The National Guard was posted at the Minneapolis/St. Paul International Airport when I arrived, though I was not intimidated nor reassured by their presence – any intimidation factor disappeared when not one but two Guards greeted me with a “Good afternoon, darlin’.” Though, as for feeling protected, I realize these troops don’t board flights, so the exact purpose of their role is illogical to me. No one ever hijacked an airport.

One week later, exactly one month after the crashes into the World Trade Center and Pentagon, I left for Boston’s Logan International Airport – the same airport from which some of the hijacked planes had departed.

My roommate dropped me off curbside, just a few feet from a couple hundred people standing in ticket lines inside. It reminded me there are new restrictions on parking close to the airport terminals and ticketing areas due to possibilities of car bombs, but what about pick-up and drop-off? We have learned some terrorists embrace death as fervently as others embrace life, so what is stopping them from detonating explosives while they are still inside the car, posing as if to drop off a passenger?

The security line was much longer this time due to the fact it was the late afternoon. This time I was selected for a random luggage and person search. I thought perhaps the man in front of me speaking loud Arabic on his cell phone who left the line twice would be more suspicious than a 20-year-old collegiate-looking woman with a backpack, but nevertheless, I easily agreed to having my things searched.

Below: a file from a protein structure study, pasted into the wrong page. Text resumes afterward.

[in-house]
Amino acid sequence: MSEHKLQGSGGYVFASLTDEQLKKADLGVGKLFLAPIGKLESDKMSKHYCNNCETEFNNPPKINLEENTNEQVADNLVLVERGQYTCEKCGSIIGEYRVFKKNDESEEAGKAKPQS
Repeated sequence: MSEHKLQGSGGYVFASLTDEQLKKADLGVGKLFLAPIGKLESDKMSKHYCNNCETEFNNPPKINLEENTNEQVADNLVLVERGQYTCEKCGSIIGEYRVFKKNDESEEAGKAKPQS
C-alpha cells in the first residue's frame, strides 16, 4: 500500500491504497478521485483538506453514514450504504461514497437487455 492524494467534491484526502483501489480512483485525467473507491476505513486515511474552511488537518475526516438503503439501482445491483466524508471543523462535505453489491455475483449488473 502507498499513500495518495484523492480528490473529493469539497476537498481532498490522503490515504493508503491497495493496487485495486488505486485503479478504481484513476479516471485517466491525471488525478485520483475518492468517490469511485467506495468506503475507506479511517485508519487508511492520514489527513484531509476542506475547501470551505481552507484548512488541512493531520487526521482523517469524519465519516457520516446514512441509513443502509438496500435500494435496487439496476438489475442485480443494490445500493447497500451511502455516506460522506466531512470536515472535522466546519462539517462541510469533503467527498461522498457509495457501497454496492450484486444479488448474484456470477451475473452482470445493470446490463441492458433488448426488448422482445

An airline representative opened my bag and patted my shirts, inspected my cell phone and ran his fingers around the lining of the bag. He raised my camera case without opening it and asked me, “Is this a camera?” I nodded and said yes. He put it back in my carry-on, zipped it up and handed back my boarding pass.

I was completely astounded. Why did he even search my things if he was just going to take my word for what was in there anyway? I don’t mind being searched, but if they’re going to go through my things, they should inspect them thoroughly. No one is going to get past security with a machete sitting on top of their packed-away clothes; chances are, the weapons terrorists would bring onboard are going to be small and concealed.

Despite what would make the most sense, Boston Logan’s security didn’t seem to reflect the massive overhaul it supposedly had made. It had all the new measures the other airports did, but I suppose I had expected a lot more from an airport that had to fire its director because of the tragic security breaches last month.

If the American public feels they don’t need to be scared on airlines, that’s fine. But I hope these feelings are due to the “it couldn’t happen to me” syndrome rather than believing airlines are much safer now. The former reason is why I am still flying. One plane takes off from Chicago-O’Hare every minute – and that’s just one airport. The chances of my plane being hijacked are miniscule.

But the reason the public should be scared, a lot more than 32 percent of us at least, is the guarantee made by terrorist groups (and confirmed by our government) hijackings will happen again. And from what I have seen, there isn’t a hell of a lot being done to stop them.


Kimberly Jackson is a Daily senior copy editor. She welcomes comments at [email protected] Send letters to the editor to [email protected]